12 Dec The Warning
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"The Warning"Written by
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Estimated reading time — 3 minutes
That was the road in front of me, stretching out farther than the eye could see in this inky blackness. Not a star in the sky tonight, and the moon seemed to be hiding from view as well. That was okay because I actually preferred the dark stretch- I found it calming to drive the narrow strip alone in the night.
It wasn’t often I had the opportunity to drive it and visit my parents is the country, and I was excited to see them. It had been a long time…too long. Being an only child, my parents had been devastated when I informed them I was moving to the city. With that being said, they of course supported me and invited me to visit often, which is how I found myself driving out after work. It was a long weekend, so I could stay Friday and Saturday and head back to the city on Sunday to have some me time.
The road had been fun when I was a child- the hills and bumps always had me lifted off my seat, giggling and shouting “wheee!” Every time we hit a large hill, my stomach would drop. I smiled at the memory, speeding up a little, intending to replicate the experience. The radio blasted a pop song, up way too loud to be good for anyone’s ears, but let’s be honest- it wasn’t like the music was that good anyway.
I checked the speedometer. I pressed a little harder on the gas, confident that I could maneuver this particular road with little danger. My car loyally leapt over the hills, bouncing me off my seat time after time. I laughed as my stomach flipped and flipped. I saw a curve up ahead and I started to gently hit my brakes. Just as I was going through the curve, a flash of blue up ahead caught my eye.
“Stop!” Someone screamed. My reaction to seeing a person standing in the middle of the road was to stop immediately to avoid hitting them. When I saw it was a young girl, I felt a wave of guilt crash over me. I almost hit that girl! I admonished myself. Her dress was a pale blue, torn at the hem and at the shoulder. The tear in the shoulder neatly matched the scratch on her arm, so I guessed she must have been running and caught a branch. Her hair was wet, matted down on one side, and she looked panicked. I felt sorry for her, but I was also scared. Did I help this girl? What was she doing in the middle of the road at this time of night? She stared at the car for a second, and then began screaming again.
“Help me! You have to help me! He’s going to kill me!” she cried, running toward the car. I had the doors locked, but her sudden movement had me reaching for the lock button. I glanced around but I didn’t see anyone else. Suddenly, I saw a man break through the bushes on the left. He was tall, with dark hair and a thick beard. Most importantly though, he was covered in blood and holding a knife. He seemed to look around for a minute, taking in the car’s bright lights, and then noticed the girl. He started in the direction of the car, obviously going after the young girl who was frantically pulling at the door handle.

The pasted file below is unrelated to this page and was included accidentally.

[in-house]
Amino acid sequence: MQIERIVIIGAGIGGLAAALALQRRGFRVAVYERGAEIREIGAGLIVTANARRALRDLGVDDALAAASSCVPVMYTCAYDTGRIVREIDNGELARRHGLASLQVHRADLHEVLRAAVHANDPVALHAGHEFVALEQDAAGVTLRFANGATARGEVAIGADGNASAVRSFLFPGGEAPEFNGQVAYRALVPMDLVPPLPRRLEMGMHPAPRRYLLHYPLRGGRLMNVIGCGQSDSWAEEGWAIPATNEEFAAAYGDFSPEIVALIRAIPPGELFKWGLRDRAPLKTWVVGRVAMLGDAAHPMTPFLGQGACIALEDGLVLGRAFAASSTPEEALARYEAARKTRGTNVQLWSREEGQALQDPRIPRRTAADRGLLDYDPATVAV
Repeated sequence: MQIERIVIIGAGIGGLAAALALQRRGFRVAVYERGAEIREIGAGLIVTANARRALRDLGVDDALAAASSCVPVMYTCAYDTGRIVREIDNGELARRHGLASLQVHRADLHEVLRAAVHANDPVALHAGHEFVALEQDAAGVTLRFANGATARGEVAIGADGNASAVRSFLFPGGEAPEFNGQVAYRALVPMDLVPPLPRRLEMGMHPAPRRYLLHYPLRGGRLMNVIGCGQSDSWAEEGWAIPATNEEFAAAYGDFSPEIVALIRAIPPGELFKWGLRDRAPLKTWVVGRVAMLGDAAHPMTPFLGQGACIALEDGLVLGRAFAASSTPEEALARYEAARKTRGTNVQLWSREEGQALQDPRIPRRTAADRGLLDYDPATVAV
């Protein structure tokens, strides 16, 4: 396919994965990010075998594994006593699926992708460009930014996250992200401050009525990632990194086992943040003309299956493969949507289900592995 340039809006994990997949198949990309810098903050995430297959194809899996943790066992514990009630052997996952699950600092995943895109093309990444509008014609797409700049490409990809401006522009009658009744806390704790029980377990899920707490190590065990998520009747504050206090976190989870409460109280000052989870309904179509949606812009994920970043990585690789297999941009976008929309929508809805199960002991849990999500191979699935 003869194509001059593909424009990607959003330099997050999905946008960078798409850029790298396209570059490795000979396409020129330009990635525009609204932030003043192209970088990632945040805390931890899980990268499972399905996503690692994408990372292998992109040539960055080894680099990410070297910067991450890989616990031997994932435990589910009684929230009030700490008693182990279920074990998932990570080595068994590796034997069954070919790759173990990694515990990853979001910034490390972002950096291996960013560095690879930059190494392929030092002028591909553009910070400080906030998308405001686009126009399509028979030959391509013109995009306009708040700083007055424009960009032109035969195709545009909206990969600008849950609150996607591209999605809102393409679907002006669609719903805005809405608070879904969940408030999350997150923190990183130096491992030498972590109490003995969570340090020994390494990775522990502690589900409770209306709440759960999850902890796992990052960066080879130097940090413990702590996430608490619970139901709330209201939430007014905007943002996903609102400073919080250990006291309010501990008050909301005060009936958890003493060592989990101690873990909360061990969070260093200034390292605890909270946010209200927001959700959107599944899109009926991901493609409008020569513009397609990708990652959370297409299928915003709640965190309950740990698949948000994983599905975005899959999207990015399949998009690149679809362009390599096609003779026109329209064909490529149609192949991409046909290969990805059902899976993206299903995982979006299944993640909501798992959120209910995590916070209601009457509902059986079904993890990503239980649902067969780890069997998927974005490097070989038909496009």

“Please!” she cried, tears pouring down her face. More afraid of the bloody bearded man than the child, I pressed the unlock button hurriedly.
“Get in! Get in!!” I practically screamed, my heart racing. The man was so close to the car now, any second he was going to reach it and kill us both. The girl slammed the door shut and locked it just as the man reached the front of the car.
“Get out of the car!” he screamed, banging his fists against the hood. The girl cowered in the seat, taking in the environment of the car and stealing a glance at me. She didn’t respond to him.
“Get out of the car right now! It’s for your own good.” He said emphatically, banging his fists on the hood again, knife gleaming in the headlights and the glare momentarily blinding me. Suddenly, he began to move from the front of the car to the driver’s side window.
“Please get out of the car.” He pleaded, his voice a little different this time, almost begging for her to get out of the car. I looked at him and noticed for the first time that he was looking at me.
“Please get out. You’ve made a mistake. You don’t know what-“
I felt something hard and cold slide through my lower ribs. I cried out in pain and looked at the girl incredulously. With a malicious smile, she slowly began to twist the knife.
He had been warning me.
Credit To – K.R. Shann
Credit Link – K.R. Shann on Facebook
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